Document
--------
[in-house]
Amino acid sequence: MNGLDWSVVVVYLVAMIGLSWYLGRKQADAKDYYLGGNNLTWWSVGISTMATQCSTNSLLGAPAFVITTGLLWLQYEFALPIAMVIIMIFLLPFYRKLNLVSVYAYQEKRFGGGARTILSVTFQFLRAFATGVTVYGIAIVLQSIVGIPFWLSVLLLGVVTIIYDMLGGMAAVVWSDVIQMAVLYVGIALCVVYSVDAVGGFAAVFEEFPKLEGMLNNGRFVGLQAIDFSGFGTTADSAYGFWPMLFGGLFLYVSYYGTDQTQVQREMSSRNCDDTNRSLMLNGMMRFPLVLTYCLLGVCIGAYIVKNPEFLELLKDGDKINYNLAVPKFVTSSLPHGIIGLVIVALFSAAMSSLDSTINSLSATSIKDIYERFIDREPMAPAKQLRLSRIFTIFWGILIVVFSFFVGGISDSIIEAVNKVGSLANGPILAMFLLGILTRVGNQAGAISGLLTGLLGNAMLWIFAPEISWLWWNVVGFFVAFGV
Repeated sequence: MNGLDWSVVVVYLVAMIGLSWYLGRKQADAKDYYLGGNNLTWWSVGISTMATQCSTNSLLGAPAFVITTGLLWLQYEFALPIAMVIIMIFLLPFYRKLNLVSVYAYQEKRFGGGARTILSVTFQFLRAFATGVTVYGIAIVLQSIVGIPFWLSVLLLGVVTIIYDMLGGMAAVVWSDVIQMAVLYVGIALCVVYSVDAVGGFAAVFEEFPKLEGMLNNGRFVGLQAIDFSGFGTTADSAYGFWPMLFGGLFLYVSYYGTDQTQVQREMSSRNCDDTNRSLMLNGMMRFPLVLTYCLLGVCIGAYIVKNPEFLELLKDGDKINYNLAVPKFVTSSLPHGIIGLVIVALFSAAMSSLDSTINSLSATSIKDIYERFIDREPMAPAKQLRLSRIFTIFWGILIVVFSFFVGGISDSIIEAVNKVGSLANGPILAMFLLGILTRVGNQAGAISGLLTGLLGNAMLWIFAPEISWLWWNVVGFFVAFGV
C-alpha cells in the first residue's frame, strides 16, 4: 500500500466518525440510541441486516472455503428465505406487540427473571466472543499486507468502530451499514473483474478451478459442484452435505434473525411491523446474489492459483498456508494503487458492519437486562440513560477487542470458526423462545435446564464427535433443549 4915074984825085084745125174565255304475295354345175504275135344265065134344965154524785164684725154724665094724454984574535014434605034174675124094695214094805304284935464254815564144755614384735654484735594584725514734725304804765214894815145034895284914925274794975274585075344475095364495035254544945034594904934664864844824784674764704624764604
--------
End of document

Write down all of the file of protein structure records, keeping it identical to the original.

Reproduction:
[in-house]
Amino acid sequence: MNGLDWSVVVVYLVAMIGLSWYLGRKQADAKDYYLGGNNLTWWSVGISTMATQCSTNSLLGAPAFVITTGLLWLQYEFALPIAMVIIMIFLLPFYRKLNLVSVYAYQEKRFGGGARTILSVTFQFLRAFATGVTVYGIAIVLQSIVGIPFWLSVLLLGVVTIIYDMLGGMAAVVWSDVIQMAVLYVGIALCVVYSVDAVGGFAAVFEEFPKLEGMLNNGRFVGLQAIDFSGFGTTADSAYGFWPMLFGGLFLYVSYYGTDQTQVQREMSSRNCDDTNRSLMLNGMMRFPLVLTYCLLGVCIGAYIVKNPEFLELLKDGDKINYNLAVPKFVTSSLPHGIIGLVIVALFSAAMSSLDSTINSLSATSIKDIYERFIDREPMAPAKQLRLSRIFTIFWGILIVVFSFFVGGISDSIIEAVNKVGSLANGPILAMFLLGILTRVGNQAGAISGLLTGLLGNAMLWIFAPEISWLWWNVVGFFVAFGV
Repeated sequence: MNGLDWSVVVVYLVAMIGLSWYLGRKQADAKDYYLGGNNLTWWSVGISTMATQCSTNSLLGAPAFVITTGLLWLQYEFALPIAMVIIMIFLLPFYRKLNLVSVYAYQEKRFGGGARTILSVTFQFLRAFATGVTVYGIAIVLQSIVGIPFWLSVLLLGVVTIIYDMLGGMAAVVWSDVIQMAVLYVGIALCVVYSVDAVGGFAAVFEEFPKLEGMLNNGRFVGLQAIDFSGFGTTADSAYGFWPMLFGGLFLYVSYYGTDQTQVQREMSSRNCDDTNRSLMLNGMMRFPLVLTYCLLGVCIGAYIVKNPEFLELLKDGDKINYNLAVPKFVTSSLPHGIIGLVIVALFSAAMSSLDSTINSLSATSIKDIYERFIDREPMAPAKQLRLSRIFTIFWGILIVVFSFFVGGISDSIIEAVNKVGSLANGPILAMFLLGILTRVGNQAGAISGLLTGLLGNAMLWIFAPEISWLWWNVVGFFVAFGV
C-alpha cells in the first residue's frame, strides 16, 4: 500500500466518525440510541441486516472455503428465505406487540427473571466472543499486507468502530451499514473483474478451478459442484452435505434473525411491523446474489492459483498456508494503487458492519437486562440513560477487542470458526423462545435446564464427535433443549 4915074984825085084745125174565255304475295354345175504275135344265065134344965154524785164684725154724665094724454984574535014434605034174675124094695214094805304284935464254815564144755614384735654484735594584725514734725304804765214894815145034895284914925274794975274585075344475095364495035254544945034594904934664864844824784674764704624764604